Islamabad, May 3 (IANS) Any further attempt on Pakistan's part to preserve its "so-called strategic assets" would further isolate the country and might even invite UN sanctions, warned a Pakistani daily Thursday.
The country "cannot carry on with its old policy as it has been exposed", an editorial in the Daily Times said. It said that worsening of relations between Pakistan and the US was of continued concern.
After a NATO airstrike in November last year killed two dozen soldiers, Pakistan did not attend the Bonn Conference to register its protest and "lost the chance to reinforce its significance in the Afghanistan endgame".
"If now Pakistan is contemplating boycotting the upcoming Chicago Summit too, this would only isolate the country further.
"...We cannot carry on with our old policy as it has been exposed and become unproductive for some time. The UN mandate arguably allows the US drone strikes on terrorists in Pakistan in the absence of any action against them on our part."
The emphatically said that "any further attempt on our part to preserve our so-called strategic assets would further isolate us and might even invite UN sanctions. It is time for a reality check".
Referring to the US-Pakistan equation, it said: "Under the present circumstances, this is not a relationship that can be severed at a moment's notice without serious consequences for not just the larger aims of the anti-Taliban/Al Qaeda effort but also for Pakistan's already hanging-on-by-a-thread economy."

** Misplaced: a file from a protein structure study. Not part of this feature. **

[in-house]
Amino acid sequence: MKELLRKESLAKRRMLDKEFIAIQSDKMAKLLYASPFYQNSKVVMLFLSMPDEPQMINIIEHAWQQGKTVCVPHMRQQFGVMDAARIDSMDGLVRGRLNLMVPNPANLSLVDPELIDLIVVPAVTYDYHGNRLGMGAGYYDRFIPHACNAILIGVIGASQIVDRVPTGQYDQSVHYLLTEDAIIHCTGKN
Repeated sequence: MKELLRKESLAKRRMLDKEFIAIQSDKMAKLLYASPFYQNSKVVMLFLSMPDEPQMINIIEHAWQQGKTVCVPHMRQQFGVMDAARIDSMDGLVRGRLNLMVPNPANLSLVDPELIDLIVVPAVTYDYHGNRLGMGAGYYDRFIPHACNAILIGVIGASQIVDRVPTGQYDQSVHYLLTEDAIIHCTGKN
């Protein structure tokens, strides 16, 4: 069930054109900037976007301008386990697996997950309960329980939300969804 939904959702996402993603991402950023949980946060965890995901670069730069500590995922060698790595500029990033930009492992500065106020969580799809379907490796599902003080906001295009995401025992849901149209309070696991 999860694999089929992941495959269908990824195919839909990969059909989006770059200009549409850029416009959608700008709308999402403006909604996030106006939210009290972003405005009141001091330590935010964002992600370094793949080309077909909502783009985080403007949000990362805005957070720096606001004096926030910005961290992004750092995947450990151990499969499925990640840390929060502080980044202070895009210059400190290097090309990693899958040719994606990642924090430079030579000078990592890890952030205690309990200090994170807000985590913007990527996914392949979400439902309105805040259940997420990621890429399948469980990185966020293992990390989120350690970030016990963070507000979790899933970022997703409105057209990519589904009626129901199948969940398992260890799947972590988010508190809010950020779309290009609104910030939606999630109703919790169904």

The daily said despite passing of an anti-drone strikes resolution after the parliamentary review of Pakistan-US relations, "the US has not halted its drone attacks..."
John Brennan, counterterrorism chief of Barack Obama's administration, has termed the use of drone strikes as legal, ethical and proportional, protected by international laws - a UN mandate given to the US for its counterterrorism efforts.
"His assertive statement has put the Pakistan government in a tough position...The space for face saving seems to have shrunk. Pakistan cannot linger on with its dual policy in the war on terror any longer. It has to decide which side it is on," it added.
Delving into the background of the problem, the daily said Pervez Musharraf's regime gave the US "every imaginable concession on one phone call after 9/11 but it adopted a dual policy of helping the US dismantle Al Qaeda while preserving the Taliban for its strategic depth policy".
"The incumbent government carried on with the same ambiguous policy."
It, however, noted that the US has belatedly understood the "double game of Pakistan's military (and now civilian) establishment".
"There is also a possibility that the UN would ask Pakistan to open the supply routes on threat of sanctions because under international law, no country can refuse its neighbouring landlocked country access," said the editorial.
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